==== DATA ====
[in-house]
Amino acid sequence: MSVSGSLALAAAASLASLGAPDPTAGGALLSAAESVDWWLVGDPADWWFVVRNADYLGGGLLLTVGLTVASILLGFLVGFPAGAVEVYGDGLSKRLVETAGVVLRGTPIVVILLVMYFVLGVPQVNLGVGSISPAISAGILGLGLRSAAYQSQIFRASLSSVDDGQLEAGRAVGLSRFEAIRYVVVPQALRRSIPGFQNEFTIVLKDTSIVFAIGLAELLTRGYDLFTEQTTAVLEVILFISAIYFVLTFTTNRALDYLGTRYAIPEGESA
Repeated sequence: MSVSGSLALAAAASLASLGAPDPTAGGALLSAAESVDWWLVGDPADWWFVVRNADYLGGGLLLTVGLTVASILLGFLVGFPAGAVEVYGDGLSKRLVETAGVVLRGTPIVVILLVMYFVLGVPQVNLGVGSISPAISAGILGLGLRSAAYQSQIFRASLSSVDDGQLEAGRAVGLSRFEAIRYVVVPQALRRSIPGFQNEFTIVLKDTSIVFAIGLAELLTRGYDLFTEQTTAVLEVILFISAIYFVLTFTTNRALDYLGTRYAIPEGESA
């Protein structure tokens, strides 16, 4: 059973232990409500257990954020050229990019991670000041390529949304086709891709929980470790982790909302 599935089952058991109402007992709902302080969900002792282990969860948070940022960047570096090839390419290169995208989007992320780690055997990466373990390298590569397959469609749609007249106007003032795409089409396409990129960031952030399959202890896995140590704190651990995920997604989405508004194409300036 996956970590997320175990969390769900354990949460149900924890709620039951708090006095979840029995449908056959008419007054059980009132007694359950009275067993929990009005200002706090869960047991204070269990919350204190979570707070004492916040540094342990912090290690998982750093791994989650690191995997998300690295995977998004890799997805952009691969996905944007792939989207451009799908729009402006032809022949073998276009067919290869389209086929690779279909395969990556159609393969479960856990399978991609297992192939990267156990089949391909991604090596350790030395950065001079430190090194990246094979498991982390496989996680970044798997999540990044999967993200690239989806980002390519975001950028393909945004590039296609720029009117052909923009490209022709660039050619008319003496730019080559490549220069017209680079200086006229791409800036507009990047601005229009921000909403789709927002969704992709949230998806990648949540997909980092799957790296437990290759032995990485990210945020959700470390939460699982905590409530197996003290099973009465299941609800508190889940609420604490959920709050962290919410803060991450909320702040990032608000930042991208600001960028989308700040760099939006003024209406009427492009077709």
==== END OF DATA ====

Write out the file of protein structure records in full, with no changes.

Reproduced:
[in-house]
Amino acid sequence: MSVSGSLALAAAASLASLGAPDPTAGGALLSAAESVDWWLVGDPADWWFVVRNADYLGGGLLLTVGLTVASILLGFLVGFPAGAVEVYGDGLSKRLVETAGVVLRGTPIVVILLVMYFVLGVPQVNLGVGSISPAISAGILGLGLRSAAYQSQIFRASLSSVDDGQLEAGRAVGLSRFEAIRYVVVPQALRRSIPGFQNEFTIVLKDTSIVFAIGLAELLTRGYDLFTEQTTAVLEVILFISAIYFVLTFTTNRALDYLGTRYAIPEGESA
Repeated sequence: MSVSGSLALAAAASLASLGAPDPTAGGALLSAAESVDWWLVGDPADWWFVVRNADYLGGGLLLTVGLTVASILLGFLVGFPAGAVEVYGDGLSKRLVETAGVVLRGTPIVVILLVMYFVLGVPQVNLGVGSISPAISAGILGLGLRSAAYQSQIFRASLSSVDDGQLEAGRAVGLSRFEAIRYVVVPQALRRSIPGFQNEFTIVLKDTSIVFAIGLAELLTRGYDLFTEQTTAVLEVILFISAIYFVLTFTTNRALDYLGTRYAIPEGESA
């Protein structure tokens, strides 16, 4: 059973232990409500257990954020050229990019991670000041390529949304086709891709929980470790982790909302 599935089952058991109402007992709902302080969900002792282990969860948070940022960047570096090839390419290169995208989007992320780690055997990466373990390298590569397959469609749609007249106007003032795409089409396409990129960031952030399959202890896995140590704190651990995920997604989405508004194409300036 996956970590997320175990969390769900354990949460149900924890709620039951708090006095979840029995449908056959008419007054059980009132007694359950009275067993929990009005200002706090869960047991204070269990919350204190979570707070004492916040540094342990912090290690998982750093791994989650690191995997998300690295995977998004890799997805952009691969996905944007792939989207451009799908729009402006032809022949073998276009067919290869389209086929690779279909395969990556159609393969479960856990399978991609297992192939990267156990089949391909991604090596350790030395950065001079430190090194990246094979498991982390496989996680970044798997999540990044999967993200690239989806980002390519975001950028393909945004590039296609720029009117052909923009490209022709660039050619008319003496730019080559490549220069017209680079200086006229791409800036507009990047601005229009921000909403789709927002969704992709949230998806990648949540997909980092799957790296437990290759032995990485990210945020959700470390939460699982905590409530197996003290099973009465299941609800508190889940609420604490959920709050962290919410803060991450909320702040990032608000930042991208600001960028989308700040760099939006003024209406009427492009077709």